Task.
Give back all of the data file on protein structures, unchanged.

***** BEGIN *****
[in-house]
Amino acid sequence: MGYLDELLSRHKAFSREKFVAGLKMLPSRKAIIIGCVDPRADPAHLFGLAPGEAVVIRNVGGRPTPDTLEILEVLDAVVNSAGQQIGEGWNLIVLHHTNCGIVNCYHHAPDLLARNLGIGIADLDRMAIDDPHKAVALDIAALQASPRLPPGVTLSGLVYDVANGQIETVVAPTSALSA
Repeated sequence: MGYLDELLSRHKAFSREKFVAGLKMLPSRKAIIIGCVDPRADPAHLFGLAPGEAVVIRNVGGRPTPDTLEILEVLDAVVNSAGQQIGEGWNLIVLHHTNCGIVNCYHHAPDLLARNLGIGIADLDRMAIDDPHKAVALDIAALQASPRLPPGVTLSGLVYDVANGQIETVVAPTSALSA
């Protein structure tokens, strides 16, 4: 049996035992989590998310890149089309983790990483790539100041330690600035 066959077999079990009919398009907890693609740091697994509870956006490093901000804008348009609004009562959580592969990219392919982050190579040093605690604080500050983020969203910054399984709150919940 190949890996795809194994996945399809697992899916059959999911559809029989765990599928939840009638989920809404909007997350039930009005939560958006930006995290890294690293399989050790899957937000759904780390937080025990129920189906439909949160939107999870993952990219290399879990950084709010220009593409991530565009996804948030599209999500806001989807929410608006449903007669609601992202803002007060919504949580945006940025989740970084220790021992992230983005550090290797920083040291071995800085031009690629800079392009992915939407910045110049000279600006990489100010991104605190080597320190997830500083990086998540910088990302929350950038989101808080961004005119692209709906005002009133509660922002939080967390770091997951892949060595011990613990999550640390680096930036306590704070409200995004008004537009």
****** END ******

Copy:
[in-house]
Amino acid sequence: MGYLDELLSRHKAFSREKFVAGLKMLPSRKAIIIGCVDPRADPAHLFGLAPGEAVVIRNVGGRPTPDTLEILEVLDAVVNSAGQQIGEGWNLIVLHHTNCGIVNCYHHAPDLLARNLGIGIADLDRMAIDDPHKAVALDIAALQASPRLPPGVTLSGLVYDVANGQIETVVAPTSALSA
Repeated sequence: MGYLDELLSRHKAFSREKFVAGLKMLPSRKAIIIGCVDPRADPAHLFGLAPGEAVVIRNVGGRPTPDTLEILEVLDAVVNSAGQQIGEGWNLIVLHHTNCGIVNCYHHAPDLLARNLGIGIADLDRMAIDDPHKAVALDIAALQASPRLPPGVTLSGLVYDVANGQIETVVAPTSALSA
């Protein structure tokens, strides 16, 4: 049996035992989590998310890149089309983790990483790539100041330690600035 066959077999079990009919398009907890693609740091697994509870956006490093901000804008348009609004009562959580592969990219392919982050190579040093605690604080500050983020969203910054399984709150919940 190949890996795809194994996945399809697992899916059959999911559809029989765990599928939840009638989920809404909007997350039930009005939560958006930006995290890294690293399989050790899957937000759904780390937080025990129920189906439909949160939107999870993952990219290399879990950084709010220009593409991530565009996804948030599209999500806001989807929410608006449903007669609601992202803002007060919504949580945006940025989740970084220790021992992230983005550090290797920083040291071995800085031009690629800079392009992915939407910045110049000279600006990489100010991104605190080597320190997830500083990086998540910088990302929350950038989101808080961004005119692209709906005002009133509660922002939080967390770091997951892949060595011990613990999550640390680096930036306590704070409200995004008004537009």